Oftentimes, employers who receive a charge of discrimination from the EEOC will hire an attorney to draft a position statement in response to the charge.  The attorney will normally work with the employer to gather a set of facts to be used in response to the allegations contained in the charge of discrimination, and then prepare a position statement that summarizes those facts (oftentimes refuting the allegations contained in the charge) and discusses those facts in light of the law.  The position statement should be carefully drafted to ensure that all allegations raised in a charge of discrimination are addressed, and that the employer provides a fact-based response instead of one that simply raises conclusive statements such as “we didn’t discriminate.”

Regardless of whether you hire an attorney or prepare the position statement yourself, it is strongly advised to review the EEOC’s memorandum on what constitutes an effective position statement.  The EEOC’s memorandum addresses the following issues:

  • The importance of fact-based position statements
  • Examples of supporting documentary evidence
  • Segregating confidential information
  • Providing a response by the due date
  • Requesting an extension
  • Uploading the Position Statement into the EEOC’s portal

The EEOC’s memorandum can be viewed here:  EEOC on Effective Position Statements

 
‘Tis The Season

Happy Holidays, everybody!

As we are all aware, holiday parties are an excellent way for employers to boost employee morale, build camaraderie, and celebrate a successful year of business.  At the same time, however, employers should be cautious about the pitfalls that throwing a holiday party can bring.

Alcohol Issues

Employers should take caution when serving alcohol at a company-sponsored holiday party.  First and foremost, employers should make sure that somebody is checking the ID’s of anybody who consumes alcohol.  The purpose of checking ID’s is to avoid serving alcohol to a minor.

Second, employers should also make sure that any individual who is visibly intoxicated is not served any more alcohol.  The purpose of this is to avoid “dramshop” type liability for anybody who drinks at a company-sponsored party and then attempts to drive afterward.  It is also a good idea to provide several non-alcoholic drink options, so guests don’t feel like alcoholic drinks are their only option.  Some employers also limit the amount of drinks their employees can consume by the use of drink coupons.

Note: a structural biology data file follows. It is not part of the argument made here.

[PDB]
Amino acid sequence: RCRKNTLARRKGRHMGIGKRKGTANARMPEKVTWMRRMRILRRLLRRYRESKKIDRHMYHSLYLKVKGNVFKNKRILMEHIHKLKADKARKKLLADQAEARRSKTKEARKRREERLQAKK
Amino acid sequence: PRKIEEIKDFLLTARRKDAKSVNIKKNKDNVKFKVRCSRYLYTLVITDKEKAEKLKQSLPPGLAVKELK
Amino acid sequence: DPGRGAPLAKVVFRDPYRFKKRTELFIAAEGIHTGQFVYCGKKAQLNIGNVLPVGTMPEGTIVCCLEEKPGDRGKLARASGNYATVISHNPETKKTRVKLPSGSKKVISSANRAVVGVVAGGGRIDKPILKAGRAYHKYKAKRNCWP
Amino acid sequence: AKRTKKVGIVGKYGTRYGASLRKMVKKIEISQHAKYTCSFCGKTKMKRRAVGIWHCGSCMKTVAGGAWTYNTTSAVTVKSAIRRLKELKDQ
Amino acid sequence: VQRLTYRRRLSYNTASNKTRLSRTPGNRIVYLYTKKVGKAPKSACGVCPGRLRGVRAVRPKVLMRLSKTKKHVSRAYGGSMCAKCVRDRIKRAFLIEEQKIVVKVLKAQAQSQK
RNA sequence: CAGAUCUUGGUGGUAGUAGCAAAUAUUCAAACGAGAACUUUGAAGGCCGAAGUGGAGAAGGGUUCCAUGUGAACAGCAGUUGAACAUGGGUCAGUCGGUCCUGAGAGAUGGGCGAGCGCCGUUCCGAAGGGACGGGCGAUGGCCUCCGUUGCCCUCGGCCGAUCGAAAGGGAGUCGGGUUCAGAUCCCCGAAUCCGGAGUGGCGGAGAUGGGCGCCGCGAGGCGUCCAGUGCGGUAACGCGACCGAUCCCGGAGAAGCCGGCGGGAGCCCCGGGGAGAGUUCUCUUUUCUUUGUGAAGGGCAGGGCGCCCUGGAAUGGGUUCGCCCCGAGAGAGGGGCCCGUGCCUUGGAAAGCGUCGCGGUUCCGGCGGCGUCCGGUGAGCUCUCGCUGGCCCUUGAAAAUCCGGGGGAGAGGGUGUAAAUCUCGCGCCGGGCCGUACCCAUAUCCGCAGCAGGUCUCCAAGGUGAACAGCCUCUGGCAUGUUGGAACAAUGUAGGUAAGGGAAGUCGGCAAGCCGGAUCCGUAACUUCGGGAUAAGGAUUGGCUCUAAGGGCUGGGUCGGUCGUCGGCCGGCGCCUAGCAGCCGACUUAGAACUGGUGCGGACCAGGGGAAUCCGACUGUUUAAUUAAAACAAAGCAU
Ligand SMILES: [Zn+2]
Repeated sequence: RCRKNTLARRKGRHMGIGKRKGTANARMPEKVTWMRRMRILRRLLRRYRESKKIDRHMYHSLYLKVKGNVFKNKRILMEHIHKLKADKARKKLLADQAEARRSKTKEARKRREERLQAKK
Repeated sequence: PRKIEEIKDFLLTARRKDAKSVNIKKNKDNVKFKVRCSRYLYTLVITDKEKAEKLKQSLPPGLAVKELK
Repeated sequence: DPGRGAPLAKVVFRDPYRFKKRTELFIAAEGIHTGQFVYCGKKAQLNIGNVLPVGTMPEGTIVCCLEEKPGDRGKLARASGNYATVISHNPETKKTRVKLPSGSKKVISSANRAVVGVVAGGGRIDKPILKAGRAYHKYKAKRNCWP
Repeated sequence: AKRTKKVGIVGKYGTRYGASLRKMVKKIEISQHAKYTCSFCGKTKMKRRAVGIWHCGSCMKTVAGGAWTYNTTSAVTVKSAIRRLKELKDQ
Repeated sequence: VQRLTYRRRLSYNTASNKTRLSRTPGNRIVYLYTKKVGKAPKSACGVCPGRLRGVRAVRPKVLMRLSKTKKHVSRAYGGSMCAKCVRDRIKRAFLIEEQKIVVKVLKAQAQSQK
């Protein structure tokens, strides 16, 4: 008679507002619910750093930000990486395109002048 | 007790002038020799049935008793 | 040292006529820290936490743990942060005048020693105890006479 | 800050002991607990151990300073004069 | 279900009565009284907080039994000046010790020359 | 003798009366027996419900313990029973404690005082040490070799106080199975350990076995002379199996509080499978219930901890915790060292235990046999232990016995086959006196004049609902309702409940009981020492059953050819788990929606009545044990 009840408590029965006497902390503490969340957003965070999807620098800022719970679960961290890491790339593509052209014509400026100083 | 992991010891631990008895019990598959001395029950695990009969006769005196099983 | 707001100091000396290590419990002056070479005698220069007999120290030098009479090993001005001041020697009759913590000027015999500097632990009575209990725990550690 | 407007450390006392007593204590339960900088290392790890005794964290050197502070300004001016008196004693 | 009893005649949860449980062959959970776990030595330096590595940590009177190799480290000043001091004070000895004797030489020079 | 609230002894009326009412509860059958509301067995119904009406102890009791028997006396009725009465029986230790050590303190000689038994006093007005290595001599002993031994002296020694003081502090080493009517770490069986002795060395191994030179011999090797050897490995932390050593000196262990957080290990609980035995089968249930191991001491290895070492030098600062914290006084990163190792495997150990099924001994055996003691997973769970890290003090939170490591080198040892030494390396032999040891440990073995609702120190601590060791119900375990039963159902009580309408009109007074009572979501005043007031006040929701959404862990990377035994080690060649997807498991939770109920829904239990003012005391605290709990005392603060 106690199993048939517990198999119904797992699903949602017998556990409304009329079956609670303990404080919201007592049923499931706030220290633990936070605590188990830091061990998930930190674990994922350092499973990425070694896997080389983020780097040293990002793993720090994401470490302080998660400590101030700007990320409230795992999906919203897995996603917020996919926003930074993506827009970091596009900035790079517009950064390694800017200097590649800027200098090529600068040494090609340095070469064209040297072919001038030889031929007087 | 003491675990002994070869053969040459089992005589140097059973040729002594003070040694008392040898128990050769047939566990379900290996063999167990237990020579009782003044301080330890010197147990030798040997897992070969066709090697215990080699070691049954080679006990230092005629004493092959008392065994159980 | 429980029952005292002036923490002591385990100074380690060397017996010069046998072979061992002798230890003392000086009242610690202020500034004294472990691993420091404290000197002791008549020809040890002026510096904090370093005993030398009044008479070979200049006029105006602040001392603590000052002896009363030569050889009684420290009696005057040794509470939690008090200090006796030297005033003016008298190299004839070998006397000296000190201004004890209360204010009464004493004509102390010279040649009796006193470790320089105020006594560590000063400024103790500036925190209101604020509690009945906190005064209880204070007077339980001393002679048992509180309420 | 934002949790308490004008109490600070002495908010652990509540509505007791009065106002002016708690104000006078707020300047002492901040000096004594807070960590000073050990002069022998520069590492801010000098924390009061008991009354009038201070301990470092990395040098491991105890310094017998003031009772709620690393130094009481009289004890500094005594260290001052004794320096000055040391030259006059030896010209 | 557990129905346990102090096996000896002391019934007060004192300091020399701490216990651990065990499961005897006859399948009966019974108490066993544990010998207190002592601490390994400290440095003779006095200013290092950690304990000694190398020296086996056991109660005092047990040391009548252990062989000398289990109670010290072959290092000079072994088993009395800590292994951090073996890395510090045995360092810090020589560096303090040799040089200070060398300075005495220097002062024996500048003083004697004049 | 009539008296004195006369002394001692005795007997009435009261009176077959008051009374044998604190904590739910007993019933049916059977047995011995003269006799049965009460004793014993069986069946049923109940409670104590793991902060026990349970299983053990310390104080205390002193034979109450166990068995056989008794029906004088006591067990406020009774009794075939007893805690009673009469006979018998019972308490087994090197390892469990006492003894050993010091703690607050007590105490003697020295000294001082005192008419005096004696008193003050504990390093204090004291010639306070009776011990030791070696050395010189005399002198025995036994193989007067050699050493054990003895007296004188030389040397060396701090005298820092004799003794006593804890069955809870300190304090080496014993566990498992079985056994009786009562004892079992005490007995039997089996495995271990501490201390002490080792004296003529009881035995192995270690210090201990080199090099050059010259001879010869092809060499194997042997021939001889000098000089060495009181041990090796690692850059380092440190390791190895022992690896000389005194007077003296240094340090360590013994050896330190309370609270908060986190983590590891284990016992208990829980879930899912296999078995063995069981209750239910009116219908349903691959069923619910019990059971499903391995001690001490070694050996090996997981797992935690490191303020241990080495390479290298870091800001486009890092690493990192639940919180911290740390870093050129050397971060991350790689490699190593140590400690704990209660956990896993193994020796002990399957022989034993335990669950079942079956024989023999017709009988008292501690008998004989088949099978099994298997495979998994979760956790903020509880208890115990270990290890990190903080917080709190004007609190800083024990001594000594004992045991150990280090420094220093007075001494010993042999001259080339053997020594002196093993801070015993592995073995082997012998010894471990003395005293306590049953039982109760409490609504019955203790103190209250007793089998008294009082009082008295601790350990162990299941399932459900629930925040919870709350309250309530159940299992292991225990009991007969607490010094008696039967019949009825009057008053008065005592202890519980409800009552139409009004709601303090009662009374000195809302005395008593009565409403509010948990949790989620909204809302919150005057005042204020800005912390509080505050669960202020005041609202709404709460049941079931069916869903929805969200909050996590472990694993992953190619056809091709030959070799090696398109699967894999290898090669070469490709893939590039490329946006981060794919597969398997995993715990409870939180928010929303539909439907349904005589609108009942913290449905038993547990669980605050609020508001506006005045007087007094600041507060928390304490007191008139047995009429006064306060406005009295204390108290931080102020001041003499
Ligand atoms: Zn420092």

Third, employers should also provide guests with alternative forms of transportation if they are unable to drive, such as cab rides or designated drivers.

Fourth, in order to avoid some of the problems mentioned above, employers should remind employees (and their guests) to drink responsibly.

Finally, employers should also review their insurance policies to determine if they can serve alcohol at a company-sponsored party in the first place.

Sexual Harassment Issues

Oftentimes, when employees attend company-sponsored parties, they forget they are still in a work-related setting.  Once you add some alcohol into the mix, there is a potential that employees may engage in conduct that would violate a company’s anti-sexual harassment policy.  Therefore, employers should make sure to remind employees that the party is work-related, and that all workplace rules still apply at the party.

For example, while it may be festive to have somebody dressed in a Santa Claus suit during the event, employees should not be “sitting on Santa’s lap” because such behavior could be deemed inappropriate under Hawaii and Federal sexual harassment laws.  As another example, employees should be reminded to dress appropriately, so that they don’t dress in a manner that could be deemed inappropriate for a work-related event.

Finally, employers are warned to NOT hang a mistletoe at the party.  See, Exhibit A:

Other Issues

Employees should be reminded that the holiday parties are completely voluntary, and therefore, they are not required to attend the event.

Finally, employers should weigh the pros and cons of having a holiday party on a weekday versus the weekend.  If the party is on a weekday, the employees might not drink as much alcohol or get too rowdy, which alleviates some of the concerns above.  On the other hand, if employees do drink too much alcohol or stay up late, they might be unproductive at work the next day.  If the party is on a weekend, employers do not have to worry about employees’ loss of productivity on the day after the party, but there is a high likelihood the employees will consume more alcohol than they would on a weekday.